Again according to the press reports, the bunk space was two levels down from the top deck; the galley was over that space. Any exit from the bunk space would need to pass through the next level to get to the top.
Quote:
The sleeping quarters for the passengers was one floor below the galley. The boat was equipped with an emergency escape hatch between the sleeping quarters and the galley, which may have been blocked by the flames.
https://www.nytimes.com/2019/09/09/u...se-a.-del-real

Last edited by Bob001; 10th September 2019 at 12:24 PM.
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Old 10th September 2019, 12:14 PM   #10
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Hey, mods, this thread is really about the terrible boat fire, not arcane maritime law. Any chance of adjusting the title?
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Old 10th September 2019, 02:09 PM   #11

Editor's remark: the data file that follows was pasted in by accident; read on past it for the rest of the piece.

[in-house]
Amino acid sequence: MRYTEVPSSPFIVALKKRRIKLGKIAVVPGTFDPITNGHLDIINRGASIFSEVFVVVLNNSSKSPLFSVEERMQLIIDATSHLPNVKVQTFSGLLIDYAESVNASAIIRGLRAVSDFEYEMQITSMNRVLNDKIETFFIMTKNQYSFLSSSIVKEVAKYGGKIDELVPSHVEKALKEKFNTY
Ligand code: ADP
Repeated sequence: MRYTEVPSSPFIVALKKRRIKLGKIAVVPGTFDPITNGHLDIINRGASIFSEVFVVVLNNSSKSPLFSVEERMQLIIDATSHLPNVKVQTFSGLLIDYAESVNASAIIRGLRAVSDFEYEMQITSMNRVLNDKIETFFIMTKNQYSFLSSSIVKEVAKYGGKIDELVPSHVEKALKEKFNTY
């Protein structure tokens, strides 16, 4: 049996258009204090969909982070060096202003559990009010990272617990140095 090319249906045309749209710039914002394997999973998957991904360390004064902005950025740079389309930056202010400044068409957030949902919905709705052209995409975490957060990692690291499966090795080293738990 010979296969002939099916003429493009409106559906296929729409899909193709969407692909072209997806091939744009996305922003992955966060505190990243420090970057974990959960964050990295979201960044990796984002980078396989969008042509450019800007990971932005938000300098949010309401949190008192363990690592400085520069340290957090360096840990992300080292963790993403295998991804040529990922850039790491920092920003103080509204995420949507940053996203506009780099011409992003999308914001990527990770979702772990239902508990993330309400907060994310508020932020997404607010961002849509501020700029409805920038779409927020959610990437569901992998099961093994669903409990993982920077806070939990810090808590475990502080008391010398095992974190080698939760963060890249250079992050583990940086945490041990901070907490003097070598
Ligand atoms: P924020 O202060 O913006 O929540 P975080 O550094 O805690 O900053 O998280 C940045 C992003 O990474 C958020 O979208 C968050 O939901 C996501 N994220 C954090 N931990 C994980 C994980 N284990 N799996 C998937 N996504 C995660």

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https://www.foxnews.com/us/conceptio...escue-attempts
Quote:
The owners of the California dive boat where 34 people died in a fire over the weekend have filed a lawsuit to avoid liability in the case, as investigators say the crew of the ship made several attempts to save victims who were trapped by the blaze.

Truth Aquatics Inc. filed suit Thursday in Los Angeles federal court under a pre-Civil War provision of maritime law that allows it to limit its liability.

The suit said the company and owners Glen and Dana Fritzler “used reasonable care to make the Conception seaworthy, and she was, at all relevant times, tight, staunch, and strong, fully and properly manned, equipped and supplied and in all respects seaworthy and fit for the service in which she was engaged.”
https://www.jdsupra.com/legalnews/th...of-1851-23620/